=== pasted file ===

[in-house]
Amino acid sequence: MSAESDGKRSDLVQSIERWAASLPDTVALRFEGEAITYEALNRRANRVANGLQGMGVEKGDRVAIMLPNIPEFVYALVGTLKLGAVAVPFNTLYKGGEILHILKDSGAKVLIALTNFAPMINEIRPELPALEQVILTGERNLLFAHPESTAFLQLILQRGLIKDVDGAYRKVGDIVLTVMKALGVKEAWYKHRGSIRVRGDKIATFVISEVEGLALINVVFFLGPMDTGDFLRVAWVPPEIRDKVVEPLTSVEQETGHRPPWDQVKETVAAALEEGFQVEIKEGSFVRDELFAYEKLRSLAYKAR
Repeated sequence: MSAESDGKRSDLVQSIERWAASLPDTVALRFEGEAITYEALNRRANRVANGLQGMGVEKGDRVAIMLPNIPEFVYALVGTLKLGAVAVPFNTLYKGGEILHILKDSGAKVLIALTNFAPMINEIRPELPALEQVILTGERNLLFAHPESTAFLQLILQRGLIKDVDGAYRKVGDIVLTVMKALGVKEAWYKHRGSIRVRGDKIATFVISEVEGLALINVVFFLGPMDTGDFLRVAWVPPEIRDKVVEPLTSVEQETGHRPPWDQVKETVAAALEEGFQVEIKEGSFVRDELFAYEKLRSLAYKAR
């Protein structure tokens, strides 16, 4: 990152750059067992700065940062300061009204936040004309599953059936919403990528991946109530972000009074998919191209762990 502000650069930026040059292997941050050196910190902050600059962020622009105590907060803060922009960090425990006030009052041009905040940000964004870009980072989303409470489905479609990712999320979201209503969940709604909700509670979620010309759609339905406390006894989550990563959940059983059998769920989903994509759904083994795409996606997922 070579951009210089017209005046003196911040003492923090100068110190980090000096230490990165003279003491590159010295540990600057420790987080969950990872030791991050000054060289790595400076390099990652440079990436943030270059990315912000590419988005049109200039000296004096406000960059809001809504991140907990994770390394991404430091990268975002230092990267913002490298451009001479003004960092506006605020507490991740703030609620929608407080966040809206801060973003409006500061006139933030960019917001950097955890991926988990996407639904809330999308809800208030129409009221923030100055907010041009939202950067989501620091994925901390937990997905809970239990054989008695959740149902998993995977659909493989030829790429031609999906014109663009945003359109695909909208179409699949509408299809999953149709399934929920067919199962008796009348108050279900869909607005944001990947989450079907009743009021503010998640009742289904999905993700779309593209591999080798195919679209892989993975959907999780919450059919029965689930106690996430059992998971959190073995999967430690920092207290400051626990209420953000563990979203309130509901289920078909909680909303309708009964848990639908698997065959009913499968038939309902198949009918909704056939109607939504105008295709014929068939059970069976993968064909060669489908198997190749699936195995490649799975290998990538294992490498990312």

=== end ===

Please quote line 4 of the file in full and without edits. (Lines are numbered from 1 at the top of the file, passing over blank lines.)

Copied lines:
């Protein structure tokens, strides 16, 4: 990152750059067992700065940062300061009204936040004309599953059936919403990528991946109530972000009074998919191209762990 502000650069930026040059292997941050050196910190902050600059962020622009105590907060803060922009960090425990006030009052041009905040940000964004870009980072989303409470489905479609990712999320979201209503969940709604909700509670979620010309759609339905406390006894989550990563959940059983059998769920989903994509759904083994795409996606997922 070579951009210089017209005046003196911040003492923090100068110190980090000096230490990165003279003491590159010295540990600057420790987080969950990872030791991050000054060289790595400076390099990652440079990436943030270059990315912000590419988005049109200039000296004096406000960059809001809504991140907990994770390394991404430091990268975002230092990267913002490298451009001479003004960092506006605020507490991740703030609620929608407080966040809206801060973003409006500061006139933030960019917001950097955890991926988990996407639904809330999308809800208030129409009221923030100055907010041009939202950067989501620091994925901390937990997905809970239990054989008695959740149902998993995977659909493989030829790429031609999906014109663009945003359109695909909208179409699949509408299809999953149709399934929920067919199962008796009348108050279900869909607005944001990947989450079907009743009021503010998640009742289904999905993700779309593209591999080798195919679209892989993975959907999780919450059919029965689930106690996430059992998971959190073995999967430690920092207290400051626990209420953000563990979203309130509901289920078909909680909303309708009964848990639908698997065959009913499968038939309902198949009918909704056939109607939504105008295709014929068939059970069976993968064909060669489908198997190749699936195995490649799975290998990538294992490498990312």